- cultural history
- history and identity
- migration and minorities
- music and dance
- image and development (marketing)
Adresssing the conference
All of these groups were full with about 10 people, only the last one was a bit small ( 4-5). These groups have worked together on finding common ground and new ideas on how to cooperate. They started with acquainting and brainstorming, and during the next days they worked out their plans more concretely. These results are presented at the end of this account.
In the evening the film "Whose is this song" by the Bulgarian filmer Adeela Peeva is greeted with much enthusiasm, but sadly, the film breaks down after half an hour and we cannot get it right anymore. On the next conference the new version!
The second day, Saturday, we concentrate on CULTURE ALONG THE VIA EGNATIA. To our delight the weather is better and a small Albanian delegation has arrived.
Mrs. Dragica Zivkova starts the day with an interesting presentation on VE in Ottoman times, focused on Ohrid. She has diverse information on trade and traditions, which is, especially after the overview of Friday, illuminating. Beautiful photo material is presented with the lecture, from the Macedonian photographer Cvetko Ivanov.
Then follows a presentation by Mrs. Ilknur Kolay from Istanbul, who is so kind to replace Mr. Machiel Kiel (who was in hospital), and makes use of his image-material on the Caravanserais along the VE (and elsewhere). Also here the imagination of the audience gets a lot of material to build on. The images are revealing and the history of neglecting and destroying these impressive buildings, which were sometimes almost big as cities, is shameful. It would be very good if - in the future - we could do something about restoration of these places.
After the coffee break follows Mr. Buzarovski, with his students Trena Jordanoska and Aleksandar Dimitrijevski, who present a videotape of their music-institute IRAM. This institute gathers material from all the Balkan, but mainly from Northern Macedonia, and does a great effort to digitalize all this material and make it public. The audience greets this initiative and all the presented music with excitement. Riki van Boeschoten suddenly recognizes three women on the film from her own research on the Greek “Paidhomazema”.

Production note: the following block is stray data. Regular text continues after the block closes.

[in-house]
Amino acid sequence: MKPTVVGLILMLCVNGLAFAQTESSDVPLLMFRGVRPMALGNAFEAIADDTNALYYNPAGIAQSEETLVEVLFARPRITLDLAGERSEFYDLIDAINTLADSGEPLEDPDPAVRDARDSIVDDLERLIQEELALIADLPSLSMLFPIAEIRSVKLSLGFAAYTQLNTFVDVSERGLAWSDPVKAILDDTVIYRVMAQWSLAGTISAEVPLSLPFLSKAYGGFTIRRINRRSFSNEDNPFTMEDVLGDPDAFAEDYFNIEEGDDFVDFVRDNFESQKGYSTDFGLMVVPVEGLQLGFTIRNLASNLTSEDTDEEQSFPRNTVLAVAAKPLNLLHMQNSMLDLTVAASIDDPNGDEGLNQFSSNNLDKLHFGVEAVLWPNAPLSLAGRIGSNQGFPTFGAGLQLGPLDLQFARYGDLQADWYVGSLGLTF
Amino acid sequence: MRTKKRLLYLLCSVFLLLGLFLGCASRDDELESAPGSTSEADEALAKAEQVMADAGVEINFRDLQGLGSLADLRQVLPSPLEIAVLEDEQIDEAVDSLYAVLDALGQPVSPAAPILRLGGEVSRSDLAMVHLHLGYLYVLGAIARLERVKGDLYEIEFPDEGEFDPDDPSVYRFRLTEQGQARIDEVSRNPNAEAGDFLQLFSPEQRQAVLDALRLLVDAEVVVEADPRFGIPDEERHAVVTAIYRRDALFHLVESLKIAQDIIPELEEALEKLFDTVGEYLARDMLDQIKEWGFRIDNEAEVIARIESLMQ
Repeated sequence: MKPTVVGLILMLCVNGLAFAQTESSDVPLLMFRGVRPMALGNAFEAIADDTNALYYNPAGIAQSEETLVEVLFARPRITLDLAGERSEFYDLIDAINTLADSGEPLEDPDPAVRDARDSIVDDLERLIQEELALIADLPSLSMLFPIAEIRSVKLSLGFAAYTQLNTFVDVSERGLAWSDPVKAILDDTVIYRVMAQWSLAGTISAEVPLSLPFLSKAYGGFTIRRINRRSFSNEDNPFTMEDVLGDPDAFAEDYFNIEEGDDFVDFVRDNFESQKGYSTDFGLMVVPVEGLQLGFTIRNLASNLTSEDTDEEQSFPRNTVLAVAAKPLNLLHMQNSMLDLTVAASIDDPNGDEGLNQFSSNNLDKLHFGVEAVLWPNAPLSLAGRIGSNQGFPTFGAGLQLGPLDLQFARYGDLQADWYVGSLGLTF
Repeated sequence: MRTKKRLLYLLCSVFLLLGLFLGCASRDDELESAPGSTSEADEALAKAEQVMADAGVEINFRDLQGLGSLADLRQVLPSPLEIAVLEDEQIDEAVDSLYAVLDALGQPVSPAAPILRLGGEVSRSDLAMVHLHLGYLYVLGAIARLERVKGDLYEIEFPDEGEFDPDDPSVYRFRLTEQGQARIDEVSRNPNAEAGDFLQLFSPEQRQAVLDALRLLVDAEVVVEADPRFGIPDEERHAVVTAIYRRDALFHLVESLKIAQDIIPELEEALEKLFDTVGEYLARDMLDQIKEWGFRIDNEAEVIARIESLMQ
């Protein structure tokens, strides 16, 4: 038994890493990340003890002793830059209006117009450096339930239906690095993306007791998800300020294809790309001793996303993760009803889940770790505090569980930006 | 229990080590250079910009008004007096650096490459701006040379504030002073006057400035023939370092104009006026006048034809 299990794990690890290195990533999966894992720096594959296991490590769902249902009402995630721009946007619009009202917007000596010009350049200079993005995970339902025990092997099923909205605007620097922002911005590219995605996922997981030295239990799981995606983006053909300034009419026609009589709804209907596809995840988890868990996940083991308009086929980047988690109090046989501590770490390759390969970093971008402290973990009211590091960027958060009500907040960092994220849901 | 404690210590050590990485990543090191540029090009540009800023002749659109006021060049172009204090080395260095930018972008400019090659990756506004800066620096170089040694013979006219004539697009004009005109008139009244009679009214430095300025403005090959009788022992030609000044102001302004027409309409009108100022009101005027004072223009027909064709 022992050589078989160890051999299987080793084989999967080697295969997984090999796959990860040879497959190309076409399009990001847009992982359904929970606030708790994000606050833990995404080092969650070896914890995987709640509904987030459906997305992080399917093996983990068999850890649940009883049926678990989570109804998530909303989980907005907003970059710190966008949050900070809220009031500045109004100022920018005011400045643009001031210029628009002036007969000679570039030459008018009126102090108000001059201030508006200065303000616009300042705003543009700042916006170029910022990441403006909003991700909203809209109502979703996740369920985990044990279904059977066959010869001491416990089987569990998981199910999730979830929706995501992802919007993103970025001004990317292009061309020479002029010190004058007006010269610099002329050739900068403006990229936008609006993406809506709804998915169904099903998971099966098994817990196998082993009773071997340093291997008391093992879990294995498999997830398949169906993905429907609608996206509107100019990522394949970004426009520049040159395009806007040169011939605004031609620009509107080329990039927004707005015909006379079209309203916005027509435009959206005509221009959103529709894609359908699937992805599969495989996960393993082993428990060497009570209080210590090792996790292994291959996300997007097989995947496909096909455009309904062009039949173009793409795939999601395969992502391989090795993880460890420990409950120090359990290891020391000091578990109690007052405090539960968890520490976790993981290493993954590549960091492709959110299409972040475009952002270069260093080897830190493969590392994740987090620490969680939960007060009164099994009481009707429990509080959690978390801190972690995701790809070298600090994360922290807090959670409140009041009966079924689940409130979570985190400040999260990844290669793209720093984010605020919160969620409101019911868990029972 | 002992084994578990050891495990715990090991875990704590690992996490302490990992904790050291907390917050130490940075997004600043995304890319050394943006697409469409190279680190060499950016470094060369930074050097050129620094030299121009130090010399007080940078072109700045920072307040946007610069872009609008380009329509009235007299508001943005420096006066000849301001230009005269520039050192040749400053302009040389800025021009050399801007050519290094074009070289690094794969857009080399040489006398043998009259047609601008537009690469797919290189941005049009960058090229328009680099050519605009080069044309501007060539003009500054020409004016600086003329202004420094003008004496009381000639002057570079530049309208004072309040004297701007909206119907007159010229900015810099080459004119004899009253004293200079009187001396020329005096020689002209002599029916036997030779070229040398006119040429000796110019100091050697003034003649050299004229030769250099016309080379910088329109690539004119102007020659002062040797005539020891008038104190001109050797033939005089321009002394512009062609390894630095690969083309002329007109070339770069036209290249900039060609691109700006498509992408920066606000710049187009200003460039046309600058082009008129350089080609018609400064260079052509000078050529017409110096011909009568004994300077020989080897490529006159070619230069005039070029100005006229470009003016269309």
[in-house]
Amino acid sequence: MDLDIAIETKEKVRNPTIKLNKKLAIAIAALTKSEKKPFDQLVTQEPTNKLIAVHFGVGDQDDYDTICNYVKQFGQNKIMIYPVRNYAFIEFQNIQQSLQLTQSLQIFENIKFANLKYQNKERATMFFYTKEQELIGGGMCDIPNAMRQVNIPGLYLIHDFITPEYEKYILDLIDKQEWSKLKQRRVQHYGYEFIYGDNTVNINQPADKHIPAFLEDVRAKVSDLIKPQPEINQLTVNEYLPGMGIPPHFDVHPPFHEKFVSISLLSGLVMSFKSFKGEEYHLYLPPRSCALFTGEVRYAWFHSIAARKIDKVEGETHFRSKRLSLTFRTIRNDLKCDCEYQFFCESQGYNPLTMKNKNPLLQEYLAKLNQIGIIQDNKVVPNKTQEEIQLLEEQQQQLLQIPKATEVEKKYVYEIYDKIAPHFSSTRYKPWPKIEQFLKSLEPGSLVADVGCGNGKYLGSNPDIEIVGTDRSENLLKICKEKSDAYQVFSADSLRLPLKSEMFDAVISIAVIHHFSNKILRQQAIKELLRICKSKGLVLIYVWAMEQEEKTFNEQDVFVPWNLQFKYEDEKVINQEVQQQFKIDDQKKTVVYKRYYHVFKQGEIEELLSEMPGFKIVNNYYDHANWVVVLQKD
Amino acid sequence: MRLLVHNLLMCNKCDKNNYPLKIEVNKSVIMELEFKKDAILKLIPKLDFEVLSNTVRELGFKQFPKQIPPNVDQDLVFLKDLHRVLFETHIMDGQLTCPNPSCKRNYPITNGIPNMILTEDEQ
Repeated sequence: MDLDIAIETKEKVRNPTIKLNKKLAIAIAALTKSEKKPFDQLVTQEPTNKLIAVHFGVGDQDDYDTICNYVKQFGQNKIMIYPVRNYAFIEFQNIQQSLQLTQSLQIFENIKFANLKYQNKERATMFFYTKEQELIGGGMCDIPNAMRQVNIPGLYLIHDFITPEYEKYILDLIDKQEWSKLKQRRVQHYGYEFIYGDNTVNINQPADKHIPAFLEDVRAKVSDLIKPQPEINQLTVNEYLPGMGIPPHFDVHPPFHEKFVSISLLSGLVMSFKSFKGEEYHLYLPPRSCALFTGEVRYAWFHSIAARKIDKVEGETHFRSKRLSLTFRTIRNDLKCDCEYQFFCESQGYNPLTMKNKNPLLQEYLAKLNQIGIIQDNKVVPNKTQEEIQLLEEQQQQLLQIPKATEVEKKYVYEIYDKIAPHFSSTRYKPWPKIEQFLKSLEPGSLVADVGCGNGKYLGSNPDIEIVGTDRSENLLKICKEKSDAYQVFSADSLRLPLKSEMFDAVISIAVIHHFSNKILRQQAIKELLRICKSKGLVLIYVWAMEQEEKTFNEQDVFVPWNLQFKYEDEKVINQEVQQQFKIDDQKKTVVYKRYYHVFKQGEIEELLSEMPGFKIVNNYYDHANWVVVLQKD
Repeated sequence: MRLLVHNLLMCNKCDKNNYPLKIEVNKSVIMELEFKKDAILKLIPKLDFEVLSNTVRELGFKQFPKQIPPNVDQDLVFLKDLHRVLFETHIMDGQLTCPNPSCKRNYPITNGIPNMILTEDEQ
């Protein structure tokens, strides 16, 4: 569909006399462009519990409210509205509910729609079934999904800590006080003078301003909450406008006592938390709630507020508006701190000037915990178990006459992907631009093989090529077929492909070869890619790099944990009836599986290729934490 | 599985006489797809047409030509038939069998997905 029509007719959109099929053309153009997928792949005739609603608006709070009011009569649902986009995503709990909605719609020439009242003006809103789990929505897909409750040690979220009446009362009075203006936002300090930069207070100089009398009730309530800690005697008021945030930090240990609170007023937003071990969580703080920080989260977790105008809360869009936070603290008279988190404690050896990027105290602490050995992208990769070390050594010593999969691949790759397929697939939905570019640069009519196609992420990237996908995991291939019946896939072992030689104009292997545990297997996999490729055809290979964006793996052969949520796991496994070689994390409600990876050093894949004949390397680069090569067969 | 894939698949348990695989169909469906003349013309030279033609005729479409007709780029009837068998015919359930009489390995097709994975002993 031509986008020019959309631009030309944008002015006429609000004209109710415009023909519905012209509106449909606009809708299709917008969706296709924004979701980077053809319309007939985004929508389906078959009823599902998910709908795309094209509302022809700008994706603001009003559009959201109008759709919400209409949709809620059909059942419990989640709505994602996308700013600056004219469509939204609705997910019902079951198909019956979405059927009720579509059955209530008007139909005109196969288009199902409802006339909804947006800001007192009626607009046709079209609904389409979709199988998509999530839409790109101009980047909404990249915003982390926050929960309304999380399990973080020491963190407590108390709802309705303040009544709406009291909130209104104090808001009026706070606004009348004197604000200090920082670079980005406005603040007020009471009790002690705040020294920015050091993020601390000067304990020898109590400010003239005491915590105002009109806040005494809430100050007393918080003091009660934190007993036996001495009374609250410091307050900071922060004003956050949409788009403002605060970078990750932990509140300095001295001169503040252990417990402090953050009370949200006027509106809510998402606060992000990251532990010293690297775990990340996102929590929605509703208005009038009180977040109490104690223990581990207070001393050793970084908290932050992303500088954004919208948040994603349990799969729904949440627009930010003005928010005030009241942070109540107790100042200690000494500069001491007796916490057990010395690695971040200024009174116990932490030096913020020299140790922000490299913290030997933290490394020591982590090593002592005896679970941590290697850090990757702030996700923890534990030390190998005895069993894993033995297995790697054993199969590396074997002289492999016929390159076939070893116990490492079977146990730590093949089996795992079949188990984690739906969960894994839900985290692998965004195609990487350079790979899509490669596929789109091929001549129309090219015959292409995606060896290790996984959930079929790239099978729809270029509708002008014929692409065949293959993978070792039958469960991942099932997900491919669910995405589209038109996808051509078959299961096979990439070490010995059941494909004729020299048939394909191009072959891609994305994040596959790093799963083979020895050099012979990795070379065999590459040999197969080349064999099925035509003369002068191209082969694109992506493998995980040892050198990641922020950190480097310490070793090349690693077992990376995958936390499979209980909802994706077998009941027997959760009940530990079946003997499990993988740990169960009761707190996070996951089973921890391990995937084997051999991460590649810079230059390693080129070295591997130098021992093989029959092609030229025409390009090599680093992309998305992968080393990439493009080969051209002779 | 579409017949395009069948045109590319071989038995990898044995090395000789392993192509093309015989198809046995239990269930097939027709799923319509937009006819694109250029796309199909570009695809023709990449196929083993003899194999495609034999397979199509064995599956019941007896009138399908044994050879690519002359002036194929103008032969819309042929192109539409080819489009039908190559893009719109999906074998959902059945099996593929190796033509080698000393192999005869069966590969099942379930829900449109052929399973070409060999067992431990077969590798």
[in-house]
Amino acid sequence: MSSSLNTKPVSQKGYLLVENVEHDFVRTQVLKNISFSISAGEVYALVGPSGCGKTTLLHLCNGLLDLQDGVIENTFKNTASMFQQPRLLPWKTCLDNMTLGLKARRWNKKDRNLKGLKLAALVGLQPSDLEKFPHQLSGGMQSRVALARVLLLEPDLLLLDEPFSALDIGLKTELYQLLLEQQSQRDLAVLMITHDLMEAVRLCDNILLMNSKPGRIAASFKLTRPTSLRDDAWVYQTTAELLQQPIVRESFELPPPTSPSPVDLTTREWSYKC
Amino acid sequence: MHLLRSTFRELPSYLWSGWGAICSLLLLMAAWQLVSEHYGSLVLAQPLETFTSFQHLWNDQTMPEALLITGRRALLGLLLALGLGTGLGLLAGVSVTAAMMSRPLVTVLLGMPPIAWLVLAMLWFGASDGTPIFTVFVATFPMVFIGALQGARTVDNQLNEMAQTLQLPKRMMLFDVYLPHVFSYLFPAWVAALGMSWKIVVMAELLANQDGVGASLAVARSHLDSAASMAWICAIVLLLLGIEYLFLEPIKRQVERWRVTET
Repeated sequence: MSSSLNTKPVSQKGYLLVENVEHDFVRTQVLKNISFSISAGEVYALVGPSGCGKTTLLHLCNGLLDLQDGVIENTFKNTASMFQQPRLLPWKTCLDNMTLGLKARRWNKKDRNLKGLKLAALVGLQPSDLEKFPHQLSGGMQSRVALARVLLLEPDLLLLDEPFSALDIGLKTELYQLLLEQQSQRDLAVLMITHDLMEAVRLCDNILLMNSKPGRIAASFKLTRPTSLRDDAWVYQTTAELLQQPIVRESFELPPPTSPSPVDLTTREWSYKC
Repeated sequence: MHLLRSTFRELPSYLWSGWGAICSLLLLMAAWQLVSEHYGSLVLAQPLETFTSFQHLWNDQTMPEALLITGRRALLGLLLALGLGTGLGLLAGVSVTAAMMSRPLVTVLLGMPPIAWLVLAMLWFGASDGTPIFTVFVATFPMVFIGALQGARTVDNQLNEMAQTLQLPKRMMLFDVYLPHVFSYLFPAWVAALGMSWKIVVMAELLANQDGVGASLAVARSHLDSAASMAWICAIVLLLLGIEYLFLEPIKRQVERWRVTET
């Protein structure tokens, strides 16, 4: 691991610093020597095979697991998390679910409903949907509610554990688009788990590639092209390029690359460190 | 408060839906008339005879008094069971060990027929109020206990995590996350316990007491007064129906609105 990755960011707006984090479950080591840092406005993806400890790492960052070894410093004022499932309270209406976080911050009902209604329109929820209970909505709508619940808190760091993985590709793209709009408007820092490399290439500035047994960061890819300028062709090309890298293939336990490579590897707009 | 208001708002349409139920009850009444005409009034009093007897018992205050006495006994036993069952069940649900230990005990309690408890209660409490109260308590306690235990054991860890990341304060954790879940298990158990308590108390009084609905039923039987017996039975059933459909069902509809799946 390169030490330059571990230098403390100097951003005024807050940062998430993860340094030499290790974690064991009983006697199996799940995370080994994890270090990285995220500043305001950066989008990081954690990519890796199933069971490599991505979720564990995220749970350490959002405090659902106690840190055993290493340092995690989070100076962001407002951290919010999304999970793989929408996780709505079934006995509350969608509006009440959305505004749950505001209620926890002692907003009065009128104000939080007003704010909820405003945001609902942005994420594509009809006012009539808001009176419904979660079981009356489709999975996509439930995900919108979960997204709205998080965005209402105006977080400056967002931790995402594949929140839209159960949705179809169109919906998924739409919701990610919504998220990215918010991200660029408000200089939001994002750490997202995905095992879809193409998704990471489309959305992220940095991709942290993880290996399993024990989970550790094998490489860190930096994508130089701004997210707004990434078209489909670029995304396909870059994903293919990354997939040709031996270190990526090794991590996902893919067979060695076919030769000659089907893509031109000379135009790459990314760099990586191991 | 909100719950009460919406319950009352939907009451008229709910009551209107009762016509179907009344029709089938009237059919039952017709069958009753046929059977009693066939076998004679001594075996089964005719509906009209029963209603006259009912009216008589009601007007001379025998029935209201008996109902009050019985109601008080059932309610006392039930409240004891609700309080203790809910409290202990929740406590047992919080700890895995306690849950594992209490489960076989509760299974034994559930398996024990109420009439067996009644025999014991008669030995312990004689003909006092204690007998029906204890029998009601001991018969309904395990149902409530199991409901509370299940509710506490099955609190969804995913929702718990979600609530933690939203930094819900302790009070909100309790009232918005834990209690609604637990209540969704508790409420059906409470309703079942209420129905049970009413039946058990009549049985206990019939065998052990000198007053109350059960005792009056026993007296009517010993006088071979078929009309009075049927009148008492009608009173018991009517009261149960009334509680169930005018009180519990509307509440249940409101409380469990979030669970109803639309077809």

After lunch we go for a tour down to Bitola, and visit the museum, an orthodox church, a mosque and then the Site of Heracleia. Meanwhile the atmosphere is so spirited, people get to know eachother more and are “daring to connect”. In the bus, and the halls many new ideas are talked over and there is a lot of laughing. New connections, beside the subgroups are made. New plans are conceived.
Back in Molika we enjoy the presentation of professor Kostas Giakoumis from Tirana, who shows us the Byzantine images of the time of the Palaiologoi, from the area of Western Albania (Apollonia, Durres, Berat). In fact he shows that the Byzantines purposely made use of religion as a cohesion enhancing force. Read the
The evening is filled with music and dance, until the small hours.
On Sunday, THE FUTURE, there are three presentations of promising cross-border research by Mrs. Fotini Tsibiridou, Mr. Dimitris Gkintidis and Mr. Ioannis Manos. Here it is important to stress that the inter-Balkan summer school of Ioannis Manos in Konitsa (Greece) is a very interesting existing project, to connect some of our activities with.
Due to weather conditions again, we have to shorten the program a bit, so that people can leave in time to reach their destinations. This means that the presentation on the Caravan tour has to be left out, and the rest is condensed in the morning.
Results of the conference
- All four countries have to be involved in the sub-projects, that we are going to develop.
- Should we not involve also Bulgaria, for historical and regional reasons, so that we talk more broadly about the region around the Via Egnatia? This option is generally accepted.
- It is important to use and combine existing research: not too much new research, there is enough, create synergy.
- We can involve students in research.